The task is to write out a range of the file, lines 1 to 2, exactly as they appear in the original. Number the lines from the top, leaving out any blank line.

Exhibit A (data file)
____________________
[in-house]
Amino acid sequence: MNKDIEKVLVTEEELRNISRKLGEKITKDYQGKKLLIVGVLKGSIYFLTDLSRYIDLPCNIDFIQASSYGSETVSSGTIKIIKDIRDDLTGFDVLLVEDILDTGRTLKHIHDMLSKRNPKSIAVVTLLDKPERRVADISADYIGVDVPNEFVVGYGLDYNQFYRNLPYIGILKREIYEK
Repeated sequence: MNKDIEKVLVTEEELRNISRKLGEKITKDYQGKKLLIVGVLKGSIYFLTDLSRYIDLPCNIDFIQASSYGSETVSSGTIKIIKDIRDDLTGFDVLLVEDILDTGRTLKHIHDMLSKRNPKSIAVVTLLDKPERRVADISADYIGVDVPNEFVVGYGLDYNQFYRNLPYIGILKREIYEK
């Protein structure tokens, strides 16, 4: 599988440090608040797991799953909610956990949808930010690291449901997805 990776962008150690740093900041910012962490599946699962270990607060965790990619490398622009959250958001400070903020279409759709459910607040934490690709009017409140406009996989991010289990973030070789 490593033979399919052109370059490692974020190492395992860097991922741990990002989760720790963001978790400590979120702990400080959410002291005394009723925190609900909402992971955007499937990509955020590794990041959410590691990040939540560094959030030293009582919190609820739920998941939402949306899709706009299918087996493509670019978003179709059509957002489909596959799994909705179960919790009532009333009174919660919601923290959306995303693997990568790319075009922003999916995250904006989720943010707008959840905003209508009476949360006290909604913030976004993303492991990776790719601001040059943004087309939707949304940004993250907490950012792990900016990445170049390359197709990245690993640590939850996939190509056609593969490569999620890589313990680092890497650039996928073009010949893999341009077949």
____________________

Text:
[in-house]
Amino acid sequence: MNKDIEKVLVTEEELRNISRKLGEKITKDYQGKKLLIVGVLKGSIYFLTDLSRYIDLPCNIDFIQASSYGSETVSSGTIKIIKDIRDDLTGFDVLLVEDILDTGRTLKHIHDMLSKRNPKSIAVVTLLDKPERRVADISADYIGVDVPNEFVVGYGLDYNQFYRNLPYIGILKREIYEK